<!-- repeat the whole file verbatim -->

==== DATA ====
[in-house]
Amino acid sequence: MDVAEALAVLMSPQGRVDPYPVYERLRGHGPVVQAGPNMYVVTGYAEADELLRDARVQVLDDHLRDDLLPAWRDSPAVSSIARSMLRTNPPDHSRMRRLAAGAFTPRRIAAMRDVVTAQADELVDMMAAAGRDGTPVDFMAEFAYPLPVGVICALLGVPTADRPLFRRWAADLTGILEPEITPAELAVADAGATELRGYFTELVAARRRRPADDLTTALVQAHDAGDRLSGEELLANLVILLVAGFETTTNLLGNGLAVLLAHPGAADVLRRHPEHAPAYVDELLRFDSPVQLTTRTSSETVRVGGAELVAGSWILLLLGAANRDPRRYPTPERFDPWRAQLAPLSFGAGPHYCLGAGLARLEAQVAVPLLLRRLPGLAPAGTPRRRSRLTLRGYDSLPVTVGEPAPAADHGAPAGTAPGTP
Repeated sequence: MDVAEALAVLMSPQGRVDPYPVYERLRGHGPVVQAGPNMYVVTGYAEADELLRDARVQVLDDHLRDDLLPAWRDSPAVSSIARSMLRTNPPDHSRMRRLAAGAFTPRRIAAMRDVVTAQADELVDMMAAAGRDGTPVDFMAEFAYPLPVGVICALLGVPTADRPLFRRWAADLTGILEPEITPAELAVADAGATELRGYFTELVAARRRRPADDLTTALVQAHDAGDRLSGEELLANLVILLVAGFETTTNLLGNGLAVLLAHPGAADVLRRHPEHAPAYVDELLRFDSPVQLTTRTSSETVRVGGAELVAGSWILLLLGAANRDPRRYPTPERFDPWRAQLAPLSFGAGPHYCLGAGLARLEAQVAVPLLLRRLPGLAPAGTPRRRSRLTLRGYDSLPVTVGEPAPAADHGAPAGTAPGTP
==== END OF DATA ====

[in-house]
Amino acid sequence: MDVAEALAVLMSPQGRVDPYPVYERLRGHGPVVQAGPNMYVVTGYAEADELLRDARVQVLDDHLRDDLLPAWRDSPAVSSIARSMLRTNPPDHSRMRRLAAGAFTPRRIAAMRDVVTAQADELVDMMAAAGRDGTPVDFMAEFAYPLPVGVICALLGVPTADRPLFRRWAADLTGILEPEITPAELAVADAGATELRGYFTELVAARRRRPADDLTTALVQAHDAGDRLSGEELLANLVILLVAGFETTTNLLGNGLAVLLAHPGAADVLRRHPEHAPAYVDELLRFDSPVQLTTRTSSETVRVGGAELVAGSWILLLLGAANRDPRRYPTPERFDPWRAQLAPLSFGAGPHYCLGAGLARLEAQVAVPLLLRRLPGLAPAGTPRRRSRLTLRGYDSLPVTVGEPAPAADHGAPAGTAPGTP
Repeated sequence: MDVAEALAVLMSPQGRVDPYPVYERLRGHGPVVQAGPNMYVVTGYAEADELLRDARVQVLDDHLRDDLLPAWRDSPAVSSIARSMLRTNPPDHSRMRRLAAGAFTPRRIAAMRDVVTAQADELVDMMAAAGRDGTPVDFMAEFAYPLPVGVICALLGVPTADRPLFRRWAADLTGILEPEITPAELAVADAGATELRGYFTELVAARRRRPADDLTTALVQAHDAGDRLSGEELLANLVILLVAGFETTTNLLGNGLAVLLAHPGAADVLRRHPEHAPAYVDELLRFDSPVQLTTRTSSETVRVGGAELVAGSWILLLLGAANRDPRRYPTPERFDPWRAQLAPLSFGAGPHYCLGAGLARLEAQVAVPLLLRRLPGLAPAGTPRRRSRLTLRGYDSLPVTVGEPAPAADHGAPAGTAPGTP